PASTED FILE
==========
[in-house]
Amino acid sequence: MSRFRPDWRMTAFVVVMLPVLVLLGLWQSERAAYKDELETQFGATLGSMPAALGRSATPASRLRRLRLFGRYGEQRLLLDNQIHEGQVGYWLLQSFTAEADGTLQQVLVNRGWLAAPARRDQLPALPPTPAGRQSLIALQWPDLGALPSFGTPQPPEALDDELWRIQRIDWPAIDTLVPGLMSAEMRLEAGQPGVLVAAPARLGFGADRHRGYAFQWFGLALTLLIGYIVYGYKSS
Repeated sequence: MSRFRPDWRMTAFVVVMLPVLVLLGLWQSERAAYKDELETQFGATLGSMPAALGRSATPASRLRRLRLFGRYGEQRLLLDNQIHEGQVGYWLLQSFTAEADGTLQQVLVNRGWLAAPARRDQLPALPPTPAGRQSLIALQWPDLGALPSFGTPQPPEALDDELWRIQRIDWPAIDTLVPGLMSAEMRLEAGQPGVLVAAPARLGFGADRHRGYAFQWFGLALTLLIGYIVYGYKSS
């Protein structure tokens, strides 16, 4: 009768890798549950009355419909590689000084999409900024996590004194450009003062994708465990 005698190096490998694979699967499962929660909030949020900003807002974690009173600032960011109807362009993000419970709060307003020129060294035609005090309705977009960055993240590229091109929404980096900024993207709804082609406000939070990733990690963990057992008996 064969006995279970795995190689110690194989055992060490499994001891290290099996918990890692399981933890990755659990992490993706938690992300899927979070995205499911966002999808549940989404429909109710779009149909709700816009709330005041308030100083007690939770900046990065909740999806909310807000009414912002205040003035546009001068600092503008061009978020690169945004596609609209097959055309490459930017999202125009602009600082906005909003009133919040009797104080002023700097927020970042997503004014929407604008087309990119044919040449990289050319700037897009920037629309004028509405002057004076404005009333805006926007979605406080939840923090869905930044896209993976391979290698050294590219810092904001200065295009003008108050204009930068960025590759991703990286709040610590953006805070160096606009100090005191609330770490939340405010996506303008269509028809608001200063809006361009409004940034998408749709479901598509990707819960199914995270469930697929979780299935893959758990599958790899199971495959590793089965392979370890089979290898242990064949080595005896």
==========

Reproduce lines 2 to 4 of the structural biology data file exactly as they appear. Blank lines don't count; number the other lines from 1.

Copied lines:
Amino acid sequence: MSRFRPDWRMTAFVVVMLPVLVLLGLWQSERAAYKDELETQFGATLGSMPAALGRSATPASRLRRLRLFGRYGEQRLLLDNQIHEGQVGYWLLQSFTAEADGTLQQVLVNRGWLAAPARRDQLPALPPTPAGRQSLIALQWPDLGALPSFGTPQPPEALDDELWRIQRIDWPAIDTLVPGLMSAEMRLEAGQPGVLVAAPARLGFGADRHRGYAFQWFGLALTLLIGYIVYGYKSS
Repeated sequence: MSRFRPDWRMTAFVVVMLPVLVLLGLWQSERAAYKDELETQFGATLGSMPAALGRSATPASRLRRLRLFGRYGEQRLLLDNQIHEGQVGYWLLQSFTAEADGTLQQVLVNRGWLAAPARRDQLPALPPTPAGRQSLIALQWPDLGALPSFGTPQPPEALDDELWRIQRIDWPAIDTLVPGLMSAEMRLEAGQPGVLVAAPARLGFGADRHRGYAFQWFGLALTLLIGYIVYGYKSS
């Protein structure tokens, strides 16, 4: 009768890798549950009355419909590689000084999409900024996590004194450009003062994708465990 005698190096490998694979699967499962929660909030949020900003807002974690009173600032960011109807362009993000419970709060307003020129060294035609005090309705977009960055993240590229091109929404980096900024993207709804082609406000939070990733990690963990057992008996 064969006995279970795995190689110690194989055992060490499994001891290290099996918990890692399981933890990755659990992490993706938690992300899927979070995205499911966002999808549940989404429909109710779009149909709700816009709330005041308030100083007690939770900046990065909740999806909310807000009414912002205040003035546009001068600092503008061009978020690169945004596609609209097959055309490459930017999202125009602009600082906005909003009133919040009797104080002023700097927020970042997503004014929407604008087309990119044919040449990289050319700037897009920037629309004028509405002057004076404005009333805006926007979605406080939840923090869905930044896209993976391979290698050294590219810092904001200065295009003008108050204009930068960025590759991703990286709040610590953006805070160096606009100090005191609330770490939340405010996506303008269509028809608001200063809006361009409004940034998408749709479901598509990707819960199914995270469930697929979780299935893959758990599958790899199971495959590793089965392979370890089979290898242990064949080595005896």